Sunday, July 16, 2017

by Shirley Hughes

Today, the iconic Shirley Hughes turns 90. And today DadReads goes out on a limb to declare that Shirley Hughes may well be the greatest living children’s author and illustrator in the world. I am open to counter-arguments, but for longevity in the industry and consistent quality of output, who else is even in the same league?

Eric Carle? He is now 88, and it is nearly fifty years since he produced The Very Hungry Caterpillar, one of the most universal childhood classics of all time. But some of his other works have been positively dull. Carle’s The Very Quiet Cricket is the slowest-moving cricket book since Test Cricket Lists.

Judith Kerr? At 94, she remains best known for the Mog series and The Tiger who Came to Tea. They are beloved books for some, but I’ve always found her work a little strange, and certainly lacking the warmth of Shirley Hughes.

From the Antipodes there is Pamela Allen, who is 83, but in my opinion falls into the same category as Judith Kerr – quirky, and a little cold. If I was voting for the finest Australian or New Zealander it would be Graeme Base or Dame Lynley Dodd.

It is worth noting that some living greats – Mem Fox and Allan Ahlberg, for example – are authors only, and thus do not qualify as author-illustrators. I could accept arguments for Raymond Briggs, who is a worthy candidate, or for Sir Quentin Blake, whose pictures are iconic, but whose writing I personally am yet to read.

But for me, it’s Shirley Hughes. Maybe I’m swayed by nostalgia, because the stories featuring Alfie and Annie-Rose, and Lucy and Tom, were such a big part of my childhood. Re-reading them now takes me back to a warm and fuzzy place, but it’s a warm and fuzzy place that I know is shared by countless others around the world.

In Britain, Hughes is something of a national treasure. Her first book as author and illustrator, Lucy and Tom’s Day, came out in 1960. In an interview with The Guardian last month, she said she was currently working on another Alfie story. That’s nearly 60 years of output. Baby Boomers might have grown up with Shirley Hughes and could still today be enjoying her new works; their grandchildren may be growing up with her now, and can share the classics with their grandparents and parents.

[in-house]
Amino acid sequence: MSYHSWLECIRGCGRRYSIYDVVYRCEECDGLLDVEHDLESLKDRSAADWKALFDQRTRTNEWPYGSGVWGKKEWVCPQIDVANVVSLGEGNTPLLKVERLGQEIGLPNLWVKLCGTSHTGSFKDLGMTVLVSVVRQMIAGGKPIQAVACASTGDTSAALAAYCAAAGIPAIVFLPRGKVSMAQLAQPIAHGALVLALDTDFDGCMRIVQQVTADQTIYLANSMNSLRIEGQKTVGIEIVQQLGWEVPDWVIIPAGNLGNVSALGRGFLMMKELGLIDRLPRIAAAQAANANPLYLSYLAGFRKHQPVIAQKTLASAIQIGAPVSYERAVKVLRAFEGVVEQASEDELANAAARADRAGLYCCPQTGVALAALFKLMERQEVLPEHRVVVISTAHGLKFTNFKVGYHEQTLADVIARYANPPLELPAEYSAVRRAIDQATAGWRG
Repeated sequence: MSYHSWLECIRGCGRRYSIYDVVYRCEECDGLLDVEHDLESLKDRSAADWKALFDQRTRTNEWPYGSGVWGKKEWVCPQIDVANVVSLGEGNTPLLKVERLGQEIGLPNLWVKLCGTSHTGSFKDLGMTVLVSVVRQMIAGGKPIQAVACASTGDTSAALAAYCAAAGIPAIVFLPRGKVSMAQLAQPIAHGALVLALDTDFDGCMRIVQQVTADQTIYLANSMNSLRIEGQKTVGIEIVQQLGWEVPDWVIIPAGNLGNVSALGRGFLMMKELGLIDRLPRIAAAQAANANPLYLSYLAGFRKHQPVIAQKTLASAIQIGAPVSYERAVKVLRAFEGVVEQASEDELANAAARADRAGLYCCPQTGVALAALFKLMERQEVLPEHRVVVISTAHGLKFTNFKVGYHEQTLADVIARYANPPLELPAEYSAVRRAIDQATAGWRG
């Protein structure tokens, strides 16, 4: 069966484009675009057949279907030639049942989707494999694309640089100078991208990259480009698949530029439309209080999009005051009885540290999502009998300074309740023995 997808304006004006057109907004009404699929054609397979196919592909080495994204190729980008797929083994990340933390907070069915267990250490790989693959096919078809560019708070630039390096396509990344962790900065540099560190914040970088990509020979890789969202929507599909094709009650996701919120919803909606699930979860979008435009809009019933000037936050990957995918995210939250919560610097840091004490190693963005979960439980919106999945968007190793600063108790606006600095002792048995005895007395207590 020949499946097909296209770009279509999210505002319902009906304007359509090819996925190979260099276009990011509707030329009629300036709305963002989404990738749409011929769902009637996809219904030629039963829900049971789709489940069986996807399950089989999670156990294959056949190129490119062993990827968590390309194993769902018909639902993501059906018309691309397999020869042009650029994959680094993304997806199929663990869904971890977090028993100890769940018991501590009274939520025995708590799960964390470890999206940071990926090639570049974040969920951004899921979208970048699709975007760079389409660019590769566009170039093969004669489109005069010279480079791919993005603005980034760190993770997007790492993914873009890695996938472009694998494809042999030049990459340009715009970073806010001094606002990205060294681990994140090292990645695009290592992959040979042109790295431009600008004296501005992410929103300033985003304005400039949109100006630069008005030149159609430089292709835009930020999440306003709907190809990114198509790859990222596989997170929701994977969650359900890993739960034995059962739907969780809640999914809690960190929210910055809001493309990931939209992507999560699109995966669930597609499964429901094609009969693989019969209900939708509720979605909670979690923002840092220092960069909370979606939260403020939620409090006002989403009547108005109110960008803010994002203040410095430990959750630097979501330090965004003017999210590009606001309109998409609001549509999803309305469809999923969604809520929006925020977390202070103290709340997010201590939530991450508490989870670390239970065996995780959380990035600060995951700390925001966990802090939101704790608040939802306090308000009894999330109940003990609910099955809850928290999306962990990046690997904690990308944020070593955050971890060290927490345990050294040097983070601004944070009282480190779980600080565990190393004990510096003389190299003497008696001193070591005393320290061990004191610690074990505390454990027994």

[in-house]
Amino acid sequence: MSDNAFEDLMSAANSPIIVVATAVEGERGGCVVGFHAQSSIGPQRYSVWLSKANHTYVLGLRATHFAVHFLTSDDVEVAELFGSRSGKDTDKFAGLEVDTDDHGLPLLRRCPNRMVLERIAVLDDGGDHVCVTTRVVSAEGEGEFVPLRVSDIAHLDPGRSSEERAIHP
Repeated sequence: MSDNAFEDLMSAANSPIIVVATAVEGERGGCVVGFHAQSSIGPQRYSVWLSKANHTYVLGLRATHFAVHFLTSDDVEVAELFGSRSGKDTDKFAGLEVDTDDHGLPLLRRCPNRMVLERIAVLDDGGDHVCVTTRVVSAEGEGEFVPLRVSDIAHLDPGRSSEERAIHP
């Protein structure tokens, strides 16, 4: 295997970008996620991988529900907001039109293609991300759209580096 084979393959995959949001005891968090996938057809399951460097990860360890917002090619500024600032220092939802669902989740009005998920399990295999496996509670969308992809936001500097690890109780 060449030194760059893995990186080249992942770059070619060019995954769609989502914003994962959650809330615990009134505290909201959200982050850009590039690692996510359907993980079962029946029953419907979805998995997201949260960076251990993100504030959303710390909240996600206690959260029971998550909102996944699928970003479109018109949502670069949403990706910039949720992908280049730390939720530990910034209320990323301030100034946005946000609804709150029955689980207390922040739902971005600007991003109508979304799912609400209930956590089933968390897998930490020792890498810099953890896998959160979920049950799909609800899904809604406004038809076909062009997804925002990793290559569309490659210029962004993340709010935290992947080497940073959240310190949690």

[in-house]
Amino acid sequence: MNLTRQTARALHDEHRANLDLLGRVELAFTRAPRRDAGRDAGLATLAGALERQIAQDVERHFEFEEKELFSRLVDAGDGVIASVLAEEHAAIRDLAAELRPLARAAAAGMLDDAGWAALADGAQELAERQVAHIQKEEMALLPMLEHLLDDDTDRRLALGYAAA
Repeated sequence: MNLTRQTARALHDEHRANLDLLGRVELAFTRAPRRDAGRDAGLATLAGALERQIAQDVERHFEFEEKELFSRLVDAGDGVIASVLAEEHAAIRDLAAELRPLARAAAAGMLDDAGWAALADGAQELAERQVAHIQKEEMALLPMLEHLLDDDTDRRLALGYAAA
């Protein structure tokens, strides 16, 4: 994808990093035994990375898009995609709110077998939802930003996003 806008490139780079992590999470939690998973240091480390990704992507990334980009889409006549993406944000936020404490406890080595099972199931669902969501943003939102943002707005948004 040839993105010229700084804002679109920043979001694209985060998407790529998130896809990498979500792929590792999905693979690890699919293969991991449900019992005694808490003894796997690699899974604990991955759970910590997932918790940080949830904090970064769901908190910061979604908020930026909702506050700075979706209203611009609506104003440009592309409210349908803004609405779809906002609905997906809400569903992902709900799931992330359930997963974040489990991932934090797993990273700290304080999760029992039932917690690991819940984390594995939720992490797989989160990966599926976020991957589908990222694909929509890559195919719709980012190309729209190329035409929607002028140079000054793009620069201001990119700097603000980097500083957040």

In the UK right now there is almost a Festival of Shirley – she was recently guest editor of BBC Radio 4’s Woman’s Hour, and interviews with her have been featuring in various newspapers – celebrating both her 90th birthday and the 40th anniversary of one of her most beloved books, Dogger (a hardback anniversary edition of Dogger was published last month).

And Dogger really is beloved. Not only did it win the Kate Greenaway Medal for “distinguished illustration in a book for children” in 1977, but when the Medal celebrated its 50th anniversary in 2007, Dogger was voted the best of the best, narrowly pipping another of my all-time favourites, Each Peach Pear Plum, to be named the finest winner in the Greenaway Medal’s history.

Dogger is the story of a little boy named Dave, his treasured soft toy dog, and his big sister Bella. One day, Dave loses Dogger while waiting with his mother to collect Bella from school, and a few days later, Dogger turns up for sale on the toy stall at the school fete. (As an aside, a huge percentage of Heidi’s books have come from school fetes – they are a goldmine of children’s books).

Dave doesn’t have the 3p he needs to buy Dogger back, and by the time he finds his big sister to help, another girl has bought Dogger. She refuses to sell him back to Dave, but Bella, who has just won a giant teddy bear in a three-legged race, comes to the rescue by trading her new teddy bear to the girl in return for Dogger. It is just the most beautiful moment of sibling love.

And this, I think, gets to the crux of why Shirley Hughes is so good. A memorable picture book might be funny (The Gruffalo), or intricate (Animalia), or whimsical (Hairy Maclary). Or, in the case of Dogger, it can be heartfelt. And heartfelt is deceptively difficult to achieve. The big risk is straying towards the saccharine (Guess How Much I Love You, for example, makes me want to vomit).

Shirley Hughes does heartfelt and warm with as much sincerity and skill as anyone. She has an incredible ability to empathise with children. Her stories are emotionally complex, just as little children are, and her illustrations are beautifully observed. She gets the small details right: the way Dave holds Dogger up to the school fence to show him the men setting up the fete, the subtly anxious look on Dave’s face as he tries to sleep without his beloved toy.

And she gets to the truth of how a child’s mind works, as when Bella wins her teddy bear:

"Dave didn’t like that teddy at all. At that moment he didn’t like Bella much either, because she kept on winning things."

I’m sure Dave still loved his sister, but at that moment he didn’t like her much. Kids, and especially those of toddler and pre-school age, are remarkably fickle, because they are still learning how to control their emotions. And with a two-year-old daughter, that is something that I am discovering more and more every day.

Perhaps Dogger resonates with me even more now because I’m a parent. I can just imagine the apprehension if Heidi’s favourite toy – an owl – was to go missing. And I can picture big sister Heidi looking after her little brother, Fletcher, in future years in just the way that Bella watches out for Dave.

If you don’t know Shirley Hughes and haven’t read her, you are missing out on a joyous experience. My other favourites as a child were Lucy and Tom’s Christmas, Alfie Gets in First, and An Evening At Alfie’s. I was introduced to Shirley Hughes by my Mum, who had first seen the books being read on Play School.